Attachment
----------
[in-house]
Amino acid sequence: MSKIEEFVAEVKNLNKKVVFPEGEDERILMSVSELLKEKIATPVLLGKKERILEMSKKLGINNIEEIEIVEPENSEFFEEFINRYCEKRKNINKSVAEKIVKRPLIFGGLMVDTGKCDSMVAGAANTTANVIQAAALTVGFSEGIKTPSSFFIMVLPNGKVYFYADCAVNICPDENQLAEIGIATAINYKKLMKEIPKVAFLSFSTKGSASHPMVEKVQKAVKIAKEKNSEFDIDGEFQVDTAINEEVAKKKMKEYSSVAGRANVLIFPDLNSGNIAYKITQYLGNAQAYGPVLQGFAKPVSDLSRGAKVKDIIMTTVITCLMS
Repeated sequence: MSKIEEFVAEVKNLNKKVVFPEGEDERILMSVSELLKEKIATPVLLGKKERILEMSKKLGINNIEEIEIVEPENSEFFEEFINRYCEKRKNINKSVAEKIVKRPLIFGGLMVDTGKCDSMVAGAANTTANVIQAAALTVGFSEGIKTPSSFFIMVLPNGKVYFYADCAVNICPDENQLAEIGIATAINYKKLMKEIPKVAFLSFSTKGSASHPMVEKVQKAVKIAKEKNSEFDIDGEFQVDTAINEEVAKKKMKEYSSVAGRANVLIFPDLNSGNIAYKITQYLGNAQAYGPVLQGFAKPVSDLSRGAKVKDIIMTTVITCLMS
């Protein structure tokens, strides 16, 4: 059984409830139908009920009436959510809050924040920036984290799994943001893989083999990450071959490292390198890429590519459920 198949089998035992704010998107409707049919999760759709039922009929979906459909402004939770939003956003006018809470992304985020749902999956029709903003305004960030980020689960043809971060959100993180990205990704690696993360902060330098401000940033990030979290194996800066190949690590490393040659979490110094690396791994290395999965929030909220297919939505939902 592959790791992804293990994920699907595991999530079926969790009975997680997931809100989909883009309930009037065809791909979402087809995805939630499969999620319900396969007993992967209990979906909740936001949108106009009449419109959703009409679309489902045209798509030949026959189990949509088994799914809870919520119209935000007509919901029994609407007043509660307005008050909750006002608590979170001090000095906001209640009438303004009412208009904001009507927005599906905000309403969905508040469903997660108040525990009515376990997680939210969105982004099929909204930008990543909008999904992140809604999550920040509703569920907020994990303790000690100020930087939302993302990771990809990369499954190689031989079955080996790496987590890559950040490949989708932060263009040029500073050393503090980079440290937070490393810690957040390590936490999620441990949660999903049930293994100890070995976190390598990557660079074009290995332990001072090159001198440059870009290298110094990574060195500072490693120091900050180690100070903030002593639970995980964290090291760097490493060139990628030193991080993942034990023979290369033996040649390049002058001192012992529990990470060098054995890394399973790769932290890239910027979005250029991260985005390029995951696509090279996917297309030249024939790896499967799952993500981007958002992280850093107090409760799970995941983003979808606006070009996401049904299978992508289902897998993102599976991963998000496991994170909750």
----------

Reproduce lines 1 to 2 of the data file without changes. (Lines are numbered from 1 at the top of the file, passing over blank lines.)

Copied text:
[in-house]
Amino acid sequence: MSKIEEFVAEVKNLNKKVVFPEGEDERILMSVSELLKEKIATPVLLGKKERILEMSKKLGINNIEEIEIVEPENSEFFEEFINRYCEKRKNINKSVAEKIVKRPLIFGGLMVDTGKCDSMVAGAANTTANVIQAAALTVGFSEGIKTPSSFFIMVLPNGKVYFYADCAVNICPDENQLAEIGIATAINYKKLMKEIPKVAFLSFSTKGSASHPMVEKVQKAVKIAKEKNSEFDIDGEFQVDTAINEEVAKKKMKEYSSVAGRANVLIFPDLNSGNIAYKITQYLGNAQAYGPVLQGFAKPVSDLSRGAKVKDIIMTTVITCLMS